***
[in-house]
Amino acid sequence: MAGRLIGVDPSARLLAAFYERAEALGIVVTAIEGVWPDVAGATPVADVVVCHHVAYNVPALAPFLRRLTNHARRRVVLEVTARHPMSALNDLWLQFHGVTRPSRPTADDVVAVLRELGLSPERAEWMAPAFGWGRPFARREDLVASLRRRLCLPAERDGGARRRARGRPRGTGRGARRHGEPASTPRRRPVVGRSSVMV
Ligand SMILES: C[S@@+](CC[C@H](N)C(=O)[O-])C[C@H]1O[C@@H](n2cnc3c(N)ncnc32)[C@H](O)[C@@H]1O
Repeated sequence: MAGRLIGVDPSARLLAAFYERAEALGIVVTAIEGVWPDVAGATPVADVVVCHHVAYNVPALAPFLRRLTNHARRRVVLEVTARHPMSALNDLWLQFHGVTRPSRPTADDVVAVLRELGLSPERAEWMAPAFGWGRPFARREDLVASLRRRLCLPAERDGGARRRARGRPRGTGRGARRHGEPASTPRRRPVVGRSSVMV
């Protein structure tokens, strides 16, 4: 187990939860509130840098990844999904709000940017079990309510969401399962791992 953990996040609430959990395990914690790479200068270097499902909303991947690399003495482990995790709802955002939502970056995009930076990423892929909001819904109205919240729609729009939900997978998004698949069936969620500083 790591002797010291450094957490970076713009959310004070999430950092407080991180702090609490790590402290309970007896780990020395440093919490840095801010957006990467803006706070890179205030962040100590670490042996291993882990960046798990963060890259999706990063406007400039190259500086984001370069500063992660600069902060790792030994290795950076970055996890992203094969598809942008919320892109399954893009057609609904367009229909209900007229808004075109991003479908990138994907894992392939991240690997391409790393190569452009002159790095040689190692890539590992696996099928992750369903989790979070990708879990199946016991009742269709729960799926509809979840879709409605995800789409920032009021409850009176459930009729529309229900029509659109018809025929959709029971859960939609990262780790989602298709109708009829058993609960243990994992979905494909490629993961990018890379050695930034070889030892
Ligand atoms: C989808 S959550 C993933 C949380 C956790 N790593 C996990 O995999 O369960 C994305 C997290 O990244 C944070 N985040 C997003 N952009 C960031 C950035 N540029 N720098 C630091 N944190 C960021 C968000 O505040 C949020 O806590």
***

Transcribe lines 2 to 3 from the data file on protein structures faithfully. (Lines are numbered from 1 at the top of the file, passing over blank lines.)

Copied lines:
Amino acid sequence: MAGRLIGVDPSARLLAAFYERAEALGIVVTAIEGVWPDVAGATPVADVVVCHHVAYNVPALAPFLRRLTNHARRRVVLEVTARHPMSALNDLWLQFHGVTRPSRPTADDVVAVLRELGLSPERAEWMAPAFGWGRPFARREDLVASLRRRLCLPAERDGGARRRARGRPRGTGRGARRHGEPASTPRRRPVVGRSSVMV
Ligand SMILES: C[S@@+](CC[C@H](N)C(=O)[O-])C[C@H]1O[C@@H](n2cnc3c(N)ncnc32)[C@H](O)[C@@H]1O